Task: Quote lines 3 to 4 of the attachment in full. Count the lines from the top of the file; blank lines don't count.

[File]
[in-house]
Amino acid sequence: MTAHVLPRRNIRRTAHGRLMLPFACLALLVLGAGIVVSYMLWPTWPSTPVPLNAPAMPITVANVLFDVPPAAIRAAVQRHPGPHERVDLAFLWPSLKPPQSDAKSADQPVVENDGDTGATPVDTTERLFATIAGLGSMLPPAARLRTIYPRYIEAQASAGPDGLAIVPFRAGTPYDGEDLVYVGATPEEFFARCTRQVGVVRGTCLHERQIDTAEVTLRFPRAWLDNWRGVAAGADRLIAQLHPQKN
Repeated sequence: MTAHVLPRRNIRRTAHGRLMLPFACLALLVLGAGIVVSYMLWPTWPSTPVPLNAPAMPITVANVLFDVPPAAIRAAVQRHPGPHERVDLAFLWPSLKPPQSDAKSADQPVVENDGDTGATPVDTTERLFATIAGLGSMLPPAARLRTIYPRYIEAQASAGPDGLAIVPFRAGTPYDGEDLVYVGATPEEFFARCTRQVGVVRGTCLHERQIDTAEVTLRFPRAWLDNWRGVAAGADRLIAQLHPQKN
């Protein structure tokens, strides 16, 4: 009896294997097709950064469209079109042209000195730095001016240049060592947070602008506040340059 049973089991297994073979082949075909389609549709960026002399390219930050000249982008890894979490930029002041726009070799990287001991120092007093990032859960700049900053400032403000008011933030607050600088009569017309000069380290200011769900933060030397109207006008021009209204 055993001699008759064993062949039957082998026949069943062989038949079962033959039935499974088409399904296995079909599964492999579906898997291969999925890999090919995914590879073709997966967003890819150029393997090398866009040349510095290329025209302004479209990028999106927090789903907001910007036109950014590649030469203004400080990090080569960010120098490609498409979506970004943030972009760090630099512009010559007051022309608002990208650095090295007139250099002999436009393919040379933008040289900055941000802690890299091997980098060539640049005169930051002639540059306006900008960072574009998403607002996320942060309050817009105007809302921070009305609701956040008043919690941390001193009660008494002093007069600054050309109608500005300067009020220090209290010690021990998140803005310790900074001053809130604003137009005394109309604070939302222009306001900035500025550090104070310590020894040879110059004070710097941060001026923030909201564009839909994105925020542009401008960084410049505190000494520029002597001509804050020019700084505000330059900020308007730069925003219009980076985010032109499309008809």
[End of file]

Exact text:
Repeated sequence: MTAHVLPRRNIRRTAHGRLMLPFACLALLVLGAGIVVSYMLWPTWPSTPVPLNAPAMPITVANVLFDVPPAAIRAAVQRHPGPHERVDLAFLWPSLKPPQSDAKSADQPVVENDGDTGATPVDTTERLFATIAGLGSMLPPAARLRTIYPRYIEAQASAGPDGLAIVPFRAGTPYDGEDLVYVGATPEEFFARCTRQVGVVRGTCLHERQIDTAEVTLRFPRAWLDNWRGVAAGADRLIAQLHPQKN
């Protein structure tokens, strides 16, 4: 009896294997097709950064469209079109042209000195730095001016240049060592947070602008506040340059 049973089991297994073979082949075909389609549709960026002399390219930050000249982008890894979490930029002041726009070799990287001991120092007093990032859960700049900053400032403000008011933030607050600088009569017309000069380290200011769900933060030397109207006008021009209204 055993001699008759064993062949039957082998026949069943062989038949079962033959039935499974088409399904296995079909599964492999579906898997291969999925890999090919995914590879073709997966967003890819150029393997090398866009040349510095290329025209302004479209990028999106927090789903907001910007036109950014590649030469203004400080990090080569960010120098490609498409979506970004943030972009760090630099512009010559007051022309608002990208650095090295007139250099002999436009393919040379933008040289900055941000802690890299091997980098060539640049005169930051002639540059306006900008960072574009998403607002996320942060309050817009105007809302921070009305609701956040008043919690941390001193009660008494002093007069600054050309109608500005300067009020220090209290010690021990998140803005310790900074001053809130604003137009005394109309604070939302222009306001900035500025550090104070310590020894040879110059004070710097941060001026923030909201564009839909994105925020542009401008960084410049505190000494520029002597001509804050020019700084505000330059900020308007730069925003219009980076985010032109499309008809």